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Cash for Free Cash Flows
Delaware Small Cap Value Fund
Interview with: Christopher Beck

Author: Ticker Magazine
Last Update: May 03, 8:57 AM ET
Separating winners from losers among myriad companies is never easy in the small-cap universe. Christopher S. Beck, portfolio manager of the Delaware Small Cap Value Fund, and the members of his team combine quantitative and qualitative research to identify companies that have the financial strength and proven capacity to generate steady free cash flow.


ďOne of our fundamental beliefs is that companies that return capital consistently to shareholders in some form should outperform over time. For me, cash flow has always been the most honest way to measure the value of a company.Ē
Q: Would you tell us about the history and the core mission of the fund?

A: The fund was started in June 1987, primarily as a retail fund with little institutional exposure. I joined Delaware Investments (now Macquarie Investment Management) in 1997 and started managing the strategy in May of that year. From our earliest days together, our team established a bias toward companies that want to give money back to shareholders in some way, whether in the form of dividends, share buybacks, or debt pay downs. Fast-forward to today, and youíll find that our focus has not changed. We still favor companies that generate free cash flow. We want to be treated like shareholders, and we feel that in many cases, we can use returns of capital more efficiently than the companies themselves can.

By the same token, we understand that there are a few industries that traditionally do not generate free cash flow for various reasons. The utilities space would be one, as would energy (the exploration as well as the production sides), because they are always trying to reinvest their money into reserves or acquiring land. More broadly, we tend to avoid companies that love to continually acquire other businesses. Companies that make big acquisitions realize the effects about two years after the fact. By that time, if it turned out to be a poor acquisition, itís too late for investors to take action.

While weíre discussing our approach to investing, it makes sense to put things in the context of the economic recovery weíre experiencing. We are now in the eighth year of the economic recovery that began after the Great Recession, and itís quite unusual to have an economy growing for this long. Normally, not only are expansions shorter, but you also see a large increase in capital spending somewhere along the way. This time around, however, capital spending has not increased. The benefit to this is that companies can generate a lot of free cash flow. So we really donít mind a modest growth rate in the economy.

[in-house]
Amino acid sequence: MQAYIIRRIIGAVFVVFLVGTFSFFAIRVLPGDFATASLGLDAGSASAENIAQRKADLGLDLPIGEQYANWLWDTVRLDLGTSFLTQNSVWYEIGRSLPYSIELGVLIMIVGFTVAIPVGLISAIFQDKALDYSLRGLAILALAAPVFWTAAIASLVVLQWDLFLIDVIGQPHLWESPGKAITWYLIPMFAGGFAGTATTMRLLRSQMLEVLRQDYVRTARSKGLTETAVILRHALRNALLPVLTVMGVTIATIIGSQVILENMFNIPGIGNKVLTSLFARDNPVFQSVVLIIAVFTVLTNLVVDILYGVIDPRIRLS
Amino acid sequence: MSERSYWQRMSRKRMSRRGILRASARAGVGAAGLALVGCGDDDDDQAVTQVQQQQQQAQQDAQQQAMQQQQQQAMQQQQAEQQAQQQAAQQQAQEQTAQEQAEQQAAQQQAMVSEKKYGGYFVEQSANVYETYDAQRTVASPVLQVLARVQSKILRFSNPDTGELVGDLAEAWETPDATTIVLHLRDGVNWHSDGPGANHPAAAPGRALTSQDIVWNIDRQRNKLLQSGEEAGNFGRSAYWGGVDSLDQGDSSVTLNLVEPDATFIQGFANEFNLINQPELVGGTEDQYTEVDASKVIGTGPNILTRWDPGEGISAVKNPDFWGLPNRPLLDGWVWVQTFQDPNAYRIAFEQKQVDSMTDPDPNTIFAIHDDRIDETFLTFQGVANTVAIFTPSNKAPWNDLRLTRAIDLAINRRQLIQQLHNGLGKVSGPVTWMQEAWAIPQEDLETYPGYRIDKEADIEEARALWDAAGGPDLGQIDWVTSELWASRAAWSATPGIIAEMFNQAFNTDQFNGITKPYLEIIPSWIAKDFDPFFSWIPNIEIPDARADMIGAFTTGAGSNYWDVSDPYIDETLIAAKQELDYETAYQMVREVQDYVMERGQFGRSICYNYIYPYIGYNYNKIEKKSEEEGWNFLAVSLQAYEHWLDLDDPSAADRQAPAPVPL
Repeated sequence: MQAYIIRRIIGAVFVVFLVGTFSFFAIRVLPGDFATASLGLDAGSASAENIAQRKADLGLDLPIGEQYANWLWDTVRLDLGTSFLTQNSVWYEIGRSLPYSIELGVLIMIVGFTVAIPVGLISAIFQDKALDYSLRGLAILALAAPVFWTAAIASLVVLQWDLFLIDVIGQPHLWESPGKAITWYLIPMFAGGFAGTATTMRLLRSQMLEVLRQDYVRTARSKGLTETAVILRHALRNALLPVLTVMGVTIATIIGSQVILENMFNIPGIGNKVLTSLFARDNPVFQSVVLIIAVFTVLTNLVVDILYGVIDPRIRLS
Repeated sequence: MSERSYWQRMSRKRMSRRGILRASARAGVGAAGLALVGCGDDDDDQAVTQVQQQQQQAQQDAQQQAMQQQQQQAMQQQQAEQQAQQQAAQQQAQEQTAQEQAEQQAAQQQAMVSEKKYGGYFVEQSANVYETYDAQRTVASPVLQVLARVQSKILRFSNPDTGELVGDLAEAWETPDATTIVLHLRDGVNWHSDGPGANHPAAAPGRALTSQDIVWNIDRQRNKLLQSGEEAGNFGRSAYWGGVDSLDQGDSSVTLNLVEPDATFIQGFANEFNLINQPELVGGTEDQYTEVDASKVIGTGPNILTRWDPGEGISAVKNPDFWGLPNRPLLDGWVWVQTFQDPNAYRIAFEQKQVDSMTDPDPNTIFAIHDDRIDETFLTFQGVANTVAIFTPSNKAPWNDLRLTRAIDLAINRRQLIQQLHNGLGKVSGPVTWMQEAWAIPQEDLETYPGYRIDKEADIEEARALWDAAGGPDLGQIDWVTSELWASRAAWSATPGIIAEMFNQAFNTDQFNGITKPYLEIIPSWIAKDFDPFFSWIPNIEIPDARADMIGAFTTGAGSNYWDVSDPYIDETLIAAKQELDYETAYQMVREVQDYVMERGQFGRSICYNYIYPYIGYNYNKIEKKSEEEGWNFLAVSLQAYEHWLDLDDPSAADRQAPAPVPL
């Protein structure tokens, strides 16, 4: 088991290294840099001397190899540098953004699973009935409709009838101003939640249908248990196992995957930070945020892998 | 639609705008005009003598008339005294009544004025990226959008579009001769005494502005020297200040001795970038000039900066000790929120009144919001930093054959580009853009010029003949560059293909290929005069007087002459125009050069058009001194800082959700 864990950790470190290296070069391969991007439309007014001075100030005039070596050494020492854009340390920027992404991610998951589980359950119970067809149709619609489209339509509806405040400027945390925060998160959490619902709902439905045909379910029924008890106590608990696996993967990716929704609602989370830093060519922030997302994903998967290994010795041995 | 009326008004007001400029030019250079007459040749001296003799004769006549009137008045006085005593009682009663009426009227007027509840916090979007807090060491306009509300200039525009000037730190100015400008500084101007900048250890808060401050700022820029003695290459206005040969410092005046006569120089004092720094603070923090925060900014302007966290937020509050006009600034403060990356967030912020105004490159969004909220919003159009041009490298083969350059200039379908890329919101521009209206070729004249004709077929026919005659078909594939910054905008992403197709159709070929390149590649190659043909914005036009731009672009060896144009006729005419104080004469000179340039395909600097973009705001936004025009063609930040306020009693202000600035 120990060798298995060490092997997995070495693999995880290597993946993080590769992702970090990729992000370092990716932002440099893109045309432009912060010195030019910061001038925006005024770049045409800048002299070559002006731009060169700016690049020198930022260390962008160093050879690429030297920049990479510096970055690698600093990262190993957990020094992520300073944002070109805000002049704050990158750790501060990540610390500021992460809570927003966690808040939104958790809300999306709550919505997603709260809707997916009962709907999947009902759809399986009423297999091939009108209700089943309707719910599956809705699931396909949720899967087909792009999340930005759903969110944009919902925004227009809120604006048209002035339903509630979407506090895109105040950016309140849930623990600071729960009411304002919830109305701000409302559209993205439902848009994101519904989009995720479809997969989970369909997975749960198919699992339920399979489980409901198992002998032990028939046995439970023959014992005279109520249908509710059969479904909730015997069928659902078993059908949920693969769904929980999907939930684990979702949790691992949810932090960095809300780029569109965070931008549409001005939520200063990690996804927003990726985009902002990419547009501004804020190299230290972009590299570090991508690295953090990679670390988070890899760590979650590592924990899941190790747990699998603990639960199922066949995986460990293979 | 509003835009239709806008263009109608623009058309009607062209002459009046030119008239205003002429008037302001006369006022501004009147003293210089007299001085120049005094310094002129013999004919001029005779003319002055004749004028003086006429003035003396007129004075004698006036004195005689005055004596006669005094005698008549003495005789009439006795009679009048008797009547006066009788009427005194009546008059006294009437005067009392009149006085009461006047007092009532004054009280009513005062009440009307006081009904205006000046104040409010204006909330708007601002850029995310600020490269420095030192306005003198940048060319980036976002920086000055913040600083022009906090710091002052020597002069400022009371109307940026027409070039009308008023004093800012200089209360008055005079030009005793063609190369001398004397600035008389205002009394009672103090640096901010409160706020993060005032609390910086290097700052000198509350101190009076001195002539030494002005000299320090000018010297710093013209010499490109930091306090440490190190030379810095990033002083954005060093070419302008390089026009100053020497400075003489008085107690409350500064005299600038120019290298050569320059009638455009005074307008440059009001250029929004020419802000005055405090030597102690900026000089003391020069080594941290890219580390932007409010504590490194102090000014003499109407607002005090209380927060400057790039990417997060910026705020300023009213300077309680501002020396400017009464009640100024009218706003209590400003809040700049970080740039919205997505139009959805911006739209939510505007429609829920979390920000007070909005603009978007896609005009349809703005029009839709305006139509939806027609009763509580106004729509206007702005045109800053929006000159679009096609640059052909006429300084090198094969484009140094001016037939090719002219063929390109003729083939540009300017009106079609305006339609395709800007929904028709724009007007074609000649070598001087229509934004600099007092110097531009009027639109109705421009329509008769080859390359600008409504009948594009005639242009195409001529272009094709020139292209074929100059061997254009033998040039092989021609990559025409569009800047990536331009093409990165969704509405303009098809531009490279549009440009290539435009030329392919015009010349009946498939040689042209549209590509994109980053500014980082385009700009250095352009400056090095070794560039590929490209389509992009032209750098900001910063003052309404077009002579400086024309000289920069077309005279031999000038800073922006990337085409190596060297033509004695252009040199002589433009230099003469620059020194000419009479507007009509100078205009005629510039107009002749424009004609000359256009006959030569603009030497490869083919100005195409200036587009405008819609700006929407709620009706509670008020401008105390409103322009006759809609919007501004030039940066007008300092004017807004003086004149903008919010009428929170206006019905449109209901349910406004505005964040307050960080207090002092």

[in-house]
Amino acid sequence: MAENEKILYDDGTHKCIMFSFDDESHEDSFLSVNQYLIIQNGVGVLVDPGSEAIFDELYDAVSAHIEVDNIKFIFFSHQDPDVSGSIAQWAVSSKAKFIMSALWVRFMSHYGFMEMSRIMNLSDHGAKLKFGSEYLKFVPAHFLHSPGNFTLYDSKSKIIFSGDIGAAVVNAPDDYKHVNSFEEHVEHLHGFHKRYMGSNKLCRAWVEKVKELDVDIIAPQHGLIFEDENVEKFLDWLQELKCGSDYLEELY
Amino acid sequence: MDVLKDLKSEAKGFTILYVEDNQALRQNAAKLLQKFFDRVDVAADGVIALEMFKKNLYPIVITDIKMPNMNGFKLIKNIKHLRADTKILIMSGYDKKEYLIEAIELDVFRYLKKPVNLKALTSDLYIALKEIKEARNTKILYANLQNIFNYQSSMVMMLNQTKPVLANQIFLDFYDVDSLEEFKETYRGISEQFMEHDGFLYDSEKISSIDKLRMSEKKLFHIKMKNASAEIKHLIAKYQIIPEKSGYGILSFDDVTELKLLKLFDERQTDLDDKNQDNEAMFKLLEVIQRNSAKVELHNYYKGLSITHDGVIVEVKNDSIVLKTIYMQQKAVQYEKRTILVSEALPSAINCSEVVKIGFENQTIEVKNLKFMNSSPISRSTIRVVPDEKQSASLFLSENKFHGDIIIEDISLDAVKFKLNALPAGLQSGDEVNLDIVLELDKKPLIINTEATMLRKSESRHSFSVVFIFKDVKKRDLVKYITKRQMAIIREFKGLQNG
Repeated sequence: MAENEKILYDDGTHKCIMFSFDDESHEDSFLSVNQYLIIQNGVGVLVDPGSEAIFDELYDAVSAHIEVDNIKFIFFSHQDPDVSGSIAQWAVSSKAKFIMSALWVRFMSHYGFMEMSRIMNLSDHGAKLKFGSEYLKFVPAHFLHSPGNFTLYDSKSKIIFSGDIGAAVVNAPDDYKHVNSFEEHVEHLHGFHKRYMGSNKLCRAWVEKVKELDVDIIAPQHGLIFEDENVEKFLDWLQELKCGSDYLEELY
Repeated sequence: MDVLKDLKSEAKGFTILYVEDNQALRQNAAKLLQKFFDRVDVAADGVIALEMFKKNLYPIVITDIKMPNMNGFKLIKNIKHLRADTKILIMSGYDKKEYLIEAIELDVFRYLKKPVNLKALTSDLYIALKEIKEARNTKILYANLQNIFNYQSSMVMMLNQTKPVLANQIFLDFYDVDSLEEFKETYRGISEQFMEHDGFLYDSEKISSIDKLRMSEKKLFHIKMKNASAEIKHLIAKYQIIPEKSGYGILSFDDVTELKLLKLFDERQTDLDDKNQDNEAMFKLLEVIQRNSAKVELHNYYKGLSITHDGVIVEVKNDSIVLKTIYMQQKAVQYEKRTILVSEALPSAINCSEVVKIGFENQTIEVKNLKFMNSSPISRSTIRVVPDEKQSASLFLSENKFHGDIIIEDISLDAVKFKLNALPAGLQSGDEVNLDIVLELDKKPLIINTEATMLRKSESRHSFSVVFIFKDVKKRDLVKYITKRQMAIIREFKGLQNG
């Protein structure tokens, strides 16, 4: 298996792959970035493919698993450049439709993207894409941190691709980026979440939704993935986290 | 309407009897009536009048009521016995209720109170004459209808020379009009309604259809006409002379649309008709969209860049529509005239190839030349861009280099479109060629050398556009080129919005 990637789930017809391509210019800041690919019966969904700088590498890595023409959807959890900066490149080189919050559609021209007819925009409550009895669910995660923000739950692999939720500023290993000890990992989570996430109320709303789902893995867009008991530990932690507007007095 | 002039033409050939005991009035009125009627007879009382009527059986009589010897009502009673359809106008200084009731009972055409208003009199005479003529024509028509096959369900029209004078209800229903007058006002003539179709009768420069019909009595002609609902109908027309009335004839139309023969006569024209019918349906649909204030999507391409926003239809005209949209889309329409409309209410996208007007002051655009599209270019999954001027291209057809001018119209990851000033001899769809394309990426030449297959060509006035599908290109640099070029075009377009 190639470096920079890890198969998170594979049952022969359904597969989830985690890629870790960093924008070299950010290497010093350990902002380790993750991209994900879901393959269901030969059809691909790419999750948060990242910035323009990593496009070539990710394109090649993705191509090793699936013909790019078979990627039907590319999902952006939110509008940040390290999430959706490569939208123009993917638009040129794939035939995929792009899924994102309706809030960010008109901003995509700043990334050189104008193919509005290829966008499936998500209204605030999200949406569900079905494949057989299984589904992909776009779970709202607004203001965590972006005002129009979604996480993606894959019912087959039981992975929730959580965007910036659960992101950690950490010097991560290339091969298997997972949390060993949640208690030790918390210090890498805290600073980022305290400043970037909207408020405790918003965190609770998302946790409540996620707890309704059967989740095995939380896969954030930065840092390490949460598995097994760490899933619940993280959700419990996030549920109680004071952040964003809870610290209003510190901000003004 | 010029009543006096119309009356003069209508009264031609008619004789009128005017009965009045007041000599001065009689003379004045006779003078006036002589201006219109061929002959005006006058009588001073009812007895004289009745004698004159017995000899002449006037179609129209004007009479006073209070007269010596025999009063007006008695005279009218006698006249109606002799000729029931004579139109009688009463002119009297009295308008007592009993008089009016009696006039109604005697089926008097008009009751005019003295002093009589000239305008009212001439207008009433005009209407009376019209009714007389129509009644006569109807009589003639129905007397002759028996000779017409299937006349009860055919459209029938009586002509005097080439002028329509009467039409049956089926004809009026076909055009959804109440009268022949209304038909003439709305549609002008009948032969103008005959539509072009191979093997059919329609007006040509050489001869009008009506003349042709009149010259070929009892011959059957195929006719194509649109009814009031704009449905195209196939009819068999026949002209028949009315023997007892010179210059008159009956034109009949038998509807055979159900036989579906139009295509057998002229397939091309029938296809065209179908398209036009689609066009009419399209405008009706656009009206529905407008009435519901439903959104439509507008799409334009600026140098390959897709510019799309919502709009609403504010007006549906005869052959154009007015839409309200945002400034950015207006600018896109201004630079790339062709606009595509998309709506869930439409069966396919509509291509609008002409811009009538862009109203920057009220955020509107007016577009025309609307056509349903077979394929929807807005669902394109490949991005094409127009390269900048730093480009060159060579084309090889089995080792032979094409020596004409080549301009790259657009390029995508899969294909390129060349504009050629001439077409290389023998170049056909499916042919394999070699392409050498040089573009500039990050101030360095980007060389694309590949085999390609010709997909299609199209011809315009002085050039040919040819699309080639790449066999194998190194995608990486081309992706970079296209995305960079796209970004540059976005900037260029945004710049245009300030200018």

One more note related to the recovery: Since 2009, the economy hasnít grown above 3% in any year, providing us with a lot of opportunities because free cash flow has been so prolific. You can see evidence of it in the level of dividends and buybacks that have transpired since then. Weíre reaching what I would call a crossroads, where some fairly high profile investors are telling companies to stop with all the buybacks and dividends and start reinvesting instead.

Q: What is the market cap range that you focus on when it comes to investing in small-cap companies?

A: To me, the popular definition would be the market-cap range within the Russell 2000 Index, taking out the extremes. The Russell 2000 tends to be somewhere around $200 million on the low end and up to about $4.5 billion on the high end. The sweet spot for most of our new purchases tends to be between $1 billion and $3.5 billion.

We have seen a fairly large increase in the definition of a small-cap stock during the last several years, and it will probably continue to increase when the Russell 2000 undergoes its annual rebalancing at the end of June. One noted asset management firm has an upper limit of $7 billion right now, which is quite high, especially when we remember that small caps were once considered to be $500 million and below. Given what the Russell 2000 has done over the last 12 months or so, you can easily make a case for small caps at $5 billion and below.

We do not immediately sell a stock if its market capitalization goes to $5 billion. If the valuations are good, and the fundamentals are good, and the company is doing what we want it to, then it makes sense to let it earn money for us. Now obviously, there will come a time when we canít justify holding it as a small cap.

Another point of consideration is that we want to make sure we can buy and sell within a reasonable timeframe. A lot of small-cap companies only trade 20,000, 30,000, or 40,000 shares a day, and at that volume it can be difficult to get a position in or out when you want to.

Q: What are the core beliefs that guide you or that you fall back on in times of confusion?

A: One of our fundamental beliefs is that companies that return capital consistently to shareholders in some form should outperform over time. I am generally indifferent as to whether it is dividends, share buybacks, or debt reductions. For me, cash flow has always been the most honest way to measure the value of a company.